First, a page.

When an author has a copyright over his or her material, this is a personal property right and it indicates the author is the exclusive owner of that material. This gives the owner a legal authority over the work, including the right to distribute it or re-publish it and to give this right away to others to do the same. In cases where a copyright transfer is necessary, a written and signed agreement on the part of the owner is the only way to make this transfer of personal property legal and documented. Because a transfer of copyright can be affected by your local state laws that deal with personal property rights and how they can be established, moved and terminated, transferring a copyright can be somewhat complex, depending on where you are located. It is best to have as much information about this legal process as possible before you embark on a transfer. Here is what you need to know.
When Might a Transfer of Copyright Be Necessary?
One situation in which copyright transfers are commonly necessary is in the case of academic journals. These subscription-based publications generally feature a number of different pieces that are copyrighted by various authors. Therefore, it is important that the journals obtain a transferred copyright from the original author of whatever material they are publishing. The publisher of the journal must obtain written permission – typically in the form of a contract – from the material’s author in order to sell the journal or access to it.
What Do I Need to Know About Making a Copyright Transfer?
Copyright transfers generally take the form of a signed legal contract. However, there is no preexisting form for this process available through the United States Copyright Office. Attorneys can aid you in drawing up a legally binding copyright transfer contract, but the advising of a lawyer is not necessary if you wish to draw up your own agreement. Here are some key things to remember when considering making a transfer of copyright.
- Copyright transfers can be full or partial, meaning that the individual to whom the copyright is transferred may have complete or incomplete ownership of the material in question.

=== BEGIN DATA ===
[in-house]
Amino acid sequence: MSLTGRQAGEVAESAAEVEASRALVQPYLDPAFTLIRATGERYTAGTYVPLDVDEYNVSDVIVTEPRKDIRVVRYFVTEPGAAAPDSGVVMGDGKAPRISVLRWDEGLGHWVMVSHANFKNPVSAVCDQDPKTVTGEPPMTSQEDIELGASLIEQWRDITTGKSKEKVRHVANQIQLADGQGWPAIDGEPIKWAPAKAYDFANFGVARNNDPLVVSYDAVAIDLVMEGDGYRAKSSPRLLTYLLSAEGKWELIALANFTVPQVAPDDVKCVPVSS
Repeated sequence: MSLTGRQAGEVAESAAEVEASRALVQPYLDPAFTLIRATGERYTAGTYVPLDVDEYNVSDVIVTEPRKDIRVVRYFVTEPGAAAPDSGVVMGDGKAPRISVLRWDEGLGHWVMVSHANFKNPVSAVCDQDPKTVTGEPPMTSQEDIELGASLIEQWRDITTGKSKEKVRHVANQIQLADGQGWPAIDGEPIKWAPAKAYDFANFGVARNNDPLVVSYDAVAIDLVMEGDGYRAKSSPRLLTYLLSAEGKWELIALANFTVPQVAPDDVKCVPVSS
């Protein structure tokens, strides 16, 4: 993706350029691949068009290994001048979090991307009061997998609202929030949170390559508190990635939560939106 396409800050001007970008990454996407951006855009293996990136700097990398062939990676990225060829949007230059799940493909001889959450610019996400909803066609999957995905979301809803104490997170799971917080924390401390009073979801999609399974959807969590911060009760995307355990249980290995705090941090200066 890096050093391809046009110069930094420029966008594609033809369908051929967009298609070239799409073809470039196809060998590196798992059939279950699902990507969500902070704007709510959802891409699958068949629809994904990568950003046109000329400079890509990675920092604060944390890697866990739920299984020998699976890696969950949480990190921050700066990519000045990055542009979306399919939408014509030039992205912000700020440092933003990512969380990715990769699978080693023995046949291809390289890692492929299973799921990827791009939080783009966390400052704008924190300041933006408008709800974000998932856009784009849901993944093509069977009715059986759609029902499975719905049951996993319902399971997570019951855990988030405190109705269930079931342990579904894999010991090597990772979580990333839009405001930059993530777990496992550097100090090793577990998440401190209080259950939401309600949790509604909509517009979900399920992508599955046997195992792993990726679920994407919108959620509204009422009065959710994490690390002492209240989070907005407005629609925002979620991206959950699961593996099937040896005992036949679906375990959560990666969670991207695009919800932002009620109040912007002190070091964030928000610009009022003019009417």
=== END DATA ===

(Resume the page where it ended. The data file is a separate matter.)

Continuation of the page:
- Copyright transfers generally don’t involve any payment or exchange of funds.
- If you are looking for an alternative to copyright transfers, you may wish to consider open access or open license publishing.
- Copyright transfers are not considered legally binding unless they are signed by the copyright holder, the author of the material or his/her legal representative agent.
- Since copyright transfers are subject to the variances of state personal property law, it may be necessary to consult an attorney if you have questions that are relevant to your specific state.
- Under current copyright law, copyright transfers may be terminated after a period of 35 years if certain conditions are present.
Do I Need to Make a Legal Record of a Copyright Transfer?
While it is not absolutely necessary to make a legal record of your completed and signed copyright transfer, it is advisable that you go through the United States Copyright Office to record the transfer. This makes the transfer more formal and defensible in the case of legal conflict down the road. If you must later prove your copyright transfer, having your transfer recorded in this manner will give you specific legal advantages.Any specific inquiries about copyright transfers can be directed to the United States Copyright Office, which does not deal directly with transfers of copyright but is equipped to make legal record of their occurrence. As you navigate the world of copyright transfers, remember that transfers of copyright must be signed and completed before a copyrighted work is legally distributed by a secondary party who is not the original owner of the material. This will protect you from entering into any legal conflicts over issues of material ownership. Legal Disclaimer
The content on our website is only meant to provide general information and is not legal advice. We make our best efforts to make sure the information is accurate, but we cannot guarantee it. Do not rely on the content as legal advice. For assistance with legal problems or for a legal inquiry please contact you attorney.